Feb. 2--NORFOLK -- New airport traffic forecasts show there will not be enough growth in flights to justify building a parallel runway at Norfolk International Airport in the next couple of decades.
New data collected for a Master Plan update show the number of take-offs and landings of commercial and private planes is about 20 percent lower than what had been projected 10 years ago.
Considering air traffic alone, consultant Christopher J. Oswald , Leigh Fisher Associates director, said, "the case would be difficult to make until 2030. "
Oswald said the numbers came up short primarily because of an unexplained decline in the number of private and corporate planes using the airport.
Airport officials, however, say there may be other reasons to justify building the runway sooner, including safety and operational flexibility.
The airport has one runway that can handle large commercial airplanes, so when it is closed for any period of time, air travel grinds to a halt. That happened last September when an air-show pilot made an emergency landing at the airport in his small private plane, closing the runway for three hours .
Over the next few months, airport officials will consider whether to continue to pursue the parallel runway, which they've been working on since 2001 .
"This is a huge disappointment for us," said Wayne Shank , deputy executive director of the airport. "The Norfolk Airport Authority doesn't want to wait. ... We're going to be looking at the alternatives."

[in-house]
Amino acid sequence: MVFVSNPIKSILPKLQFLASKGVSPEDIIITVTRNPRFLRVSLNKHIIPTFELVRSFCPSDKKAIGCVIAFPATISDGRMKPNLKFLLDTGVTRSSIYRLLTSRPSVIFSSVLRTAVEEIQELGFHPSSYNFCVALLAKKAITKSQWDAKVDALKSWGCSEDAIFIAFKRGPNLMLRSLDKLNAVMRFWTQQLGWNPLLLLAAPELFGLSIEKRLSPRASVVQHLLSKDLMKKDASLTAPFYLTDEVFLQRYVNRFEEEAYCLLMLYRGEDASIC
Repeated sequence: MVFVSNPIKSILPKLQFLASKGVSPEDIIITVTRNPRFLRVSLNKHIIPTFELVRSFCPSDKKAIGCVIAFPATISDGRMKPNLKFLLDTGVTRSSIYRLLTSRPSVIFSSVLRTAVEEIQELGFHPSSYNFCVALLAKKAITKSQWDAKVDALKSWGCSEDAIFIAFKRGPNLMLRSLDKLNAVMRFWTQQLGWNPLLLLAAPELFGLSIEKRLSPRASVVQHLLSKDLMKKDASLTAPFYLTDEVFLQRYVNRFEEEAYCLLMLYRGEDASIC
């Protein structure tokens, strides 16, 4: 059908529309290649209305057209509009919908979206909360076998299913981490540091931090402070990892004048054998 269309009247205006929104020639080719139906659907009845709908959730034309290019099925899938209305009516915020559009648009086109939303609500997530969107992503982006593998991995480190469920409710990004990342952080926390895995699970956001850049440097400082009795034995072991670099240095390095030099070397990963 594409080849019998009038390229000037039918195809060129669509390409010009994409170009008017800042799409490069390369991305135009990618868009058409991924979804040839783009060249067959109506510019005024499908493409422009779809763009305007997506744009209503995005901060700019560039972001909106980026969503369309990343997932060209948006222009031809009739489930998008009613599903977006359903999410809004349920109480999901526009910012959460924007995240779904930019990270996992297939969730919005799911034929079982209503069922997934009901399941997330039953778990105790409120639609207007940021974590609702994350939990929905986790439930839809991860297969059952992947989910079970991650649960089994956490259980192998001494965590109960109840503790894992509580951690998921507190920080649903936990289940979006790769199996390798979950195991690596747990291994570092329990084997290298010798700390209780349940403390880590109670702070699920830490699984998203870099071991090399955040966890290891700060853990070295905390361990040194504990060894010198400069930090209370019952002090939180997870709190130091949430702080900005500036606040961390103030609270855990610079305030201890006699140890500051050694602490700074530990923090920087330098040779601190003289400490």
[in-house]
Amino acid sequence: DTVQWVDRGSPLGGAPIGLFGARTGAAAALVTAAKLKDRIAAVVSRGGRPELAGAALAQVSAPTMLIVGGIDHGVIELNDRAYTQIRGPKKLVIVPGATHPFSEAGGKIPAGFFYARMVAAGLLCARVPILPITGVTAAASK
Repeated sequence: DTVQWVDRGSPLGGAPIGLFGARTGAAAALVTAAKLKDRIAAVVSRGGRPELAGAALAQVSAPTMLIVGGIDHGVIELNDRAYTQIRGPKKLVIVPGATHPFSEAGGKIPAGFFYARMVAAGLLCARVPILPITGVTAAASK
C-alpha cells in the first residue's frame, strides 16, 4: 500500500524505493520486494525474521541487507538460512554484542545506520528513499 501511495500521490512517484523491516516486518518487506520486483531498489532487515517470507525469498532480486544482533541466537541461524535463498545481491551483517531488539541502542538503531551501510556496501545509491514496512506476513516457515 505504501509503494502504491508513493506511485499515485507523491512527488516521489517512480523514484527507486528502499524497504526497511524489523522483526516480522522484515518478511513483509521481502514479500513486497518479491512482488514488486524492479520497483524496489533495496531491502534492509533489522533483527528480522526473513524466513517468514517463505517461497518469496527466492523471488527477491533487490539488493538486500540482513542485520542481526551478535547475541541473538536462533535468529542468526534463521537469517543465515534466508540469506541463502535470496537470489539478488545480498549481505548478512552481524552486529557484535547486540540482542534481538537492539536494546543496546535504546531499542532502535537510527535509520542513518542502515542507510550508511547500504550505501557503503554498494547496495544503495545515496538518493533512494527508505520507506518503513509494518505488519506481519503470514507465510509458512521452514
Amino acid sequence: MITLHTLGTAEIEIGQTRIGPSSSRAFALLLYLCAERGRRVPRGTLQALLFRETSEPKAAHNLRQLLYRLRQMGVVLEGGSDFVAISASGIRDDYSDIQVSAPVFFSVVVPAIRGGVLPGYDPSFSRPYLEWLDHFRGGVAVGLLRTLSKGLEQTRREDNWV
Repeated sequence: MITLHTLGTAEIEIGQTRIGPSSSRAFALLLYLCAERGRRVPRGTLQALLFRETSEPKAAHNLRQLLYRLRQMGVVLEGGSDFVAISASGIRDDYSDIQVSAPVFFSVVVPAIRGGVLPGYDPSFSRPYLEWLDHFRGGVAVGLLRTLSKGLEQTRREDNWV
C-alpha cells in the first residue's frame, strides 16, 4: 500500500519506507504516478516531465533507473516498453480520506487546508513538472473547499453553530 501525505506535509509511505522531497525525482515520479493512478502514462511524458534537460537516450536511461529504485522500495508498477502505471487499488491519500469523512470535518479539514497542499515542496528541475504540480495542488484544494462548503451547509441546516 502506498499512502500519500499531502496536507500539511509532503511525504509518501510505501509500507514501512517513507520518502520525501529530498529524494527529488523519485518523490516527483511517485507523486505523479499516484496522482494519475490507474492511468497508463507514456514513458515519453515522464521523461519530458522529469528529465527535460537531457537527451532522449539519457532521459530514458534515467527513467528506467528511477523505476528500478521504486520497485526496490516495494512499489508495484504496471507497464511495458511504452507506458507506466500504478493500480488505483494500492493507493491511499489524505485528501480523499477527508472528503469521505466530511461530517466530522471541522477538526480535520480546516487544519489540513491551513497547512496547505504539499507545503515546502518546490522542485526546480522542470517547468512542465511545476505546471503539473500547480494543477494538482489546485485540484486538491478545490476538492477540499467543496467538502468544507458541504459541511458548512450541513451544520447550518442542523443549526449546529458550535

They include seeking congressional help for approvals, building a case that does not rely on capacity needs, and proposing the runway as a replacement for the short, seldom-used crosswinds runway that has some operational shortcomings.
"We're trying our best to keep the runway on track, but it may be coming later than anticipated," Oswald said.
Currently, there are about 130,000 take-offs and landings annually at the airport. The 1995 Master Plan, which recommended building a parallel runway, projected there would be 160,000 to 190,000 . Forecasts show the airport will not hit those numbers now until close to 2030 .
Projections show that the number of passengers boarding planes at Norfolk International will grow steadily from the current 2 million to about 2.75 million in 2015 and 3.25 million in 2025 .
Airport staff and consultants hope to come up with a game plan for a parallel runway by early summer, when the master plan update is expected to be complete.
Allan Carpenter , a Norfolk resident who attended an informational meeting about the master plan Wednesday night, said he still supports a parallel runway "to keep the airport going" when there's a problem with the main runway.
"It's a good idea for that reason alone," Carpenter said.
Reach Debbie Messina at (757) 446-2588 or email@example.com.
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